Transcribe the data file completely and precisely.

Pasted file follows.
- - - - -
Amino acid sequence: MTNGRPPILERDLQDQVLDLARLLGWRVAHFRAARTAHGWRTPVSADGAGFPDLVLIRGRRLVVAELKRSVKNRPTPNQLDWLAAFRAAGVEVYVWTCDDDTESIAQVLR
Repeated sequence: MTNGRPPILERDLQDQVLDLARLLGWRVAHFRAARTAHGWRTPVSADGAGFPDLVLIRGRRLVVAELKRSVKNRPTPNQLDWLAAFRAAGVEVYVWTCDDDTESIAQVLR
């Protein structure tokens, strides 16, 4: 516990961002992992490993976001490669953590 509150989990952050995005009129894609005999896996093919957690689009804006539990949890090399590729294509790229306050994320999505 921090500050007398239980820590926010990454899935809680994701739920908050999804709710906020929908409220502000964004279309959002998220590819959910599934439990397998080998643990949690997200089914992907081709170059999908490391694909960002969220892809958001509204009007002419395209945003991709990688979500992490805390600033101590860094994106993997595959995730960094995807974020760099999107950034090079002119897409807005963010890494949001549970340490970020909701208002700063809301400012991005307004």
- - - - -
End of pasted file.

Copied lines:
Amino acid sequence: MTNGRPPILERDLQDQVLDLARLLGWRVAHFRAARTAHGWRTPVSADGAGFPDLVLIRGRRLVVAELKRSVKNRPTPNQLDWLAAFRAAGVEVYVWTCDDDTESIAQVLR
Repeated sequence: MTNGRPPILERDLQDQVLDLARLLGWRVAHFRAARTAHGWRTPVSADGAGFPDLVLIRGRRLVVAELKRSVKNRPTPNQLDWLAAFRAAGVEVYVWTCDDDTESIAQVLR
């Protein structure tokens, strides 16, 4: 516990961002992992490993976001490669953590 509150989990952050995005009129894609005999896996093919957690689009804006539990949890090399590729294509790229306050994320999505 921090500050007398239980820590926010990454899935809680994701739920908050999804709710906020929908409220502000964004279309959002998220590819959910599934439990397998080998643990949690997200089914992907081709170059999908490391694909960002969220892809958001509204009007002419395209945003991709990688979500992490805390600033101590860094994106993997595959995730960094995807974020760099999107950034090079002119897409807005963010890494949001549970340490970020909701208002700063809301400012991005307004």